And eventually, I somehow stumbled upon a program that promised to help me build an income online (read about it here if you’re curious).
I didn’t really want to be “rich”.
The thought of making a reliable $5K per month & not having to worry about clocking in to a 9-to-5 ever again was all I needed.
Sure, there were people in the program doing high-6 and low-7 figures per year… but that wasn’t what I was out for.
I just wanted to provide freedom for myself, and if I was lucky, take my family along for the ride.
Fast forward a few days and a few phone calls & I was enrolled!
Here’s the first “money making website” I put up:
I built that site in 2020, and it still makes me $1,500 per month. It’s a basic 5 page website I built based on a template the program provides.
The best part to me? My dad and I get to do it all together!
So between the:
Is why I recommend local lead generation as my #1 business model for making money online.
Sure, it takes some work and dedication – but anyone that tells you that there’s a business out there that requires no work is selling you a lemon.
I’m not saying you need to sign up for the same program I did, but I would definitely recommend giving the business model a peek!
TLDR - Is There A Publishing.com Scam Going On Here?
Should you pay up the big bucks to learn about self publishing on Audible?
I would say no.
One of the most common searches out there is "Publishing.com scam", but I'm not sure I'd necessarily call the Mikkelsen twins scammers - although there are definitely people out there who are willing to cross that line.
I will say that the Mikkelsens aren't as dumb as some of their critics say they are. They've had multiple courses over the years:
- Publishing Life
- Audiobook Income Academy
- Audiobook Impact Academy
And while the umbrella website is still Publishing.com (a great domain name to lock down), the latest name of their program is "AI Publishing Academy".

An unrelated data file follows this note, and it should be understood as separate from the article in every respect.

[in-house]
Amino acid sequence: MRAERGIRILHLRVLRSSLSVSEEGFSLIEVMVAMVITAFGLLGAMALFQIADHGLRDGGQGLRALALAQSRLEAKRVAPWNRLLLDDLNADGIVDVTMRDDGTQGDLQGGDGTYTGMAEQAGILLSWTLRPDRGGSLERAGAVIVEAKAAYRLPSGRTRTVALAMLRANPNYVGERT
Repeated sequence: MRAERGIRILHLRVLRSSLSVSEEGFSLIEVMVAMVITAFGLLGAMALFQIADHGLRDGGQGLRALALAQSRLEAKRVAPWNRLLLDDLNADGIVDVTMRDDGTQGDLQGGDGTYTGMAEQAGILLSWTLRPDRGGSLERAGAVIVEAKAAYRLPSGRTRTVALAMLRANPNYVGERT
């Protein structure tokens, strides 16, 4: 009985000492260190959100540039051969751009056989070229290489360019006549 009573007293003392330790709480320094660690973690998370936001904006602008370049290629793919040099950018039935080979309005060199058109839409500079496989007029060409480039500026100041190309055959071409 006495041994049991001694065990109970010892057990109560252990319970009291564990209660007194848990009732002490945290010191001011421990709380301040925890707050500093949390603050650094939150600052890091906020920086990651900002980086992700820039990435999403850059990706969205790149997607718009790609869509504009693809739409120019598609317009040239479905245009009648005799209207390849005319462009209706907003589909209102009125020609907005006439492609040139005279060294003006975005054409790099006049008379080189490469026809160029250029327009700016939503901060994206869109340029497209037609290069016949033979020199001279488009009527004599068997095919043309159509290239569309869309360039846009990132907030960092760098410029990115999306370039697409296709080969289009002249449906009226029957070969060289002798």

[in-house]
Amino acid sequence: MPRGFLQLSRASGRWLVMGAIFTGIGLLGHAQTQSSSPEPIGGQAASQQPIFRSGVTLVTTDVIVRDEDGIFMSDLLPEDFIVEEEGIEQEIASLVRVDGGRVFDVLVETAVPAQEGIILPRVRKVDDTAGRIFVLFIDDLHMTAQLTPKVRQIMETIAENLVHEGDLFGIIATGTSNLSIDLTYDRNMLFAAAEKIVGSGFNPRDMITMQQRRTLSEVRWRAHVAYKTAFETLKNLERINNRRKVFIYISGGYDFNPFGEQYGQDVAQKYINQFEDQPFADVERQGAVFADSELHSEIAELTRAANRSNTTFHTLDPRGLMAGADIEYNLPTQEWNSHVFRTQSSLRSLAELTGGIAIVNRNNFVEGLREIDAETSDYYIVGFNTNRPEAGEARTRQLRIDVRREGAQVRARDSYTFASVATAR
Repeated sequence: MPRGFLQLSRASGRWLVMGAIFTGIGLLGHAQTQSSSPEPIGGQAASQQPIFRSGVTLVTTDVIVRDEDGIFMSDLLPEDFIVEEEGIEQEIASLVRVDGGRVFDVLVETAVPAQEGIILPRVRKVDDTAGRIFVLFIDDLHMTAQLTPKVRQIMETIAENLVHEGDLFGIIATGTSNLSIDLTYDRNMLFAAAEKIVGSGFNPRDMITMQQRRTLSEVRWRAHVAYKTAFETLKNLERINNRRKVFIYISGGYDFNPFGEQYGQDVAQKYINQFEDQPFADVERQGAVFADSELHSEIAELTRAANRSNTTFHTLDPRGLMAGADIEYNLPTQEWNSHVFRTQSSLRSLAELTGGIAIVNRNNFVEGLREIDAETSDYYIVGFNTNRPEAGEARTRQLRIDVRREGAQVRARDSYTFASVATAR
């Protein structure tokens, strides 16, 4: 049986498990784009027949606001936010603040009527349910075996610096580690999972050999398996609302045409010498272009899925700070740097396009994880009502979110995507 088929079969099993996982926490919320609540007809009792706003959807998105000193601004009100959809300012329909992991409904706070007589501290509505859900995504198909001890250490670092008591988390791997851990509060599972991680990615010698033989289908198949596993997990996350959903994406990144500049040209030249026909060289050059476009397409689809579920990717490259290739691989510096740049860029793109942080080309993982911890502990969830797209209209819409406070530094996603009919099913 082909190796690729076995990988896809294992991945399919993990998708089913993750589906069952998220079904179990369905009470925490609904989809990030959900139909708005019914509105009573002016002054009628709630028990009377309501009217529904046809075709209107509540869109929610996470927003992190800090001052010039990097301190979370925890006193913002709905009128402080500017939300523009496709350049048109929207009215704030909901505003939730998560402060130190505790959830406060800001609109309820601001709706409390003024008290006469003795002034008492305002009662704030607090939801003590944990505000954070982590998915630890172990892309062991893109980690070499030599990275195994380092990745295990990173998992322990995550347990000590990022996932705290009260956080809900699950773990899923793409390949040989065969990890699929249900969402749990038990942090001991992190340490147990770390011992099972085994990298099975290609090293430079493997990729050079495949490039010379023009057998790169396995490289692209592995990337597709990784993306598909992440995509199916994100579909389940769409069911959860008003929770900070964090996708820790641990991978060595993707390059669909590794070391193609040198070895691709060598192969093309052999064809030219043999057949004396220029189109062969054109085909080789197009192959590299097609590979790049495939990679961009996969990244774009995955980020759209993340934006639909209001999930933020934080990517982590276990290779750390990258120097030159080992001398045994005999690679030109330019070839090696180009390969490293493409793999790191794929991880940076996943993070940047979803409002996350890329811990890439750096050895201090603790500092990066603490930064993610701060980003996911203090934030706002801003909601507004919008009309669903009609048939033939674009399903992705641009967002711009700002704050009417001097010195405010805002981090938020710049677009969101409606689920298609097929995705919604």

But it's the same as the rest. They're all basically the exact same program, and some people speculate they have swapped names to avoid the trail of negative reviews that have followed them in the past.
The major difference I see is the reference to AI, which is likely capitalizing on people searching up AI writing now more than ever. In their program, it seems to be more of a bonus feature that isn't fully ready just yet.
I would be interested to know how Amazon/Audible/Kindle respond to selling low-quality AI books online, since they already appear to ban people's accounts for gaming the system with the Mikkelsen twins' tactics.
In fact, the Mikkelsens themselves have had their own accounts banned!
According to students, the lessons taught in their program include being told to copy/paste anything that's not copyrighted into your book, then slap on a stock photo and go sell it. Or you send it overseas to someone who will do the work for you for a fraction of the pay, and the content will become even harder to read.
This is a true quantity over quality course, and the Mikkelsen are not authors of anything except gaming Amazon. Which, to be fair, I wouldn't feel too bad about - Jeff Bezos does continue to take more and more cuts from real authors and Amazon FBA hustlers, after all.
But I do have some concern for consumers who are looking for quality content, that may be duped into spending their money on garbage.
So, can you make money with them?
But you'll have to be willing to cut a lot of corners, and then get lucky when it comes to dodging the algorithm that's specifically set up to catch the thousands of other students of programs like this...who are all doing the exact same thing that Publishing.com is teaching you to do.
And of course, e-book sales have been climbing over the years, so the industry does make sense as a whole. But I think your money would be safer with an industry like Digital Leasing, that has zero risk of your accounts being banned, and actually helps people.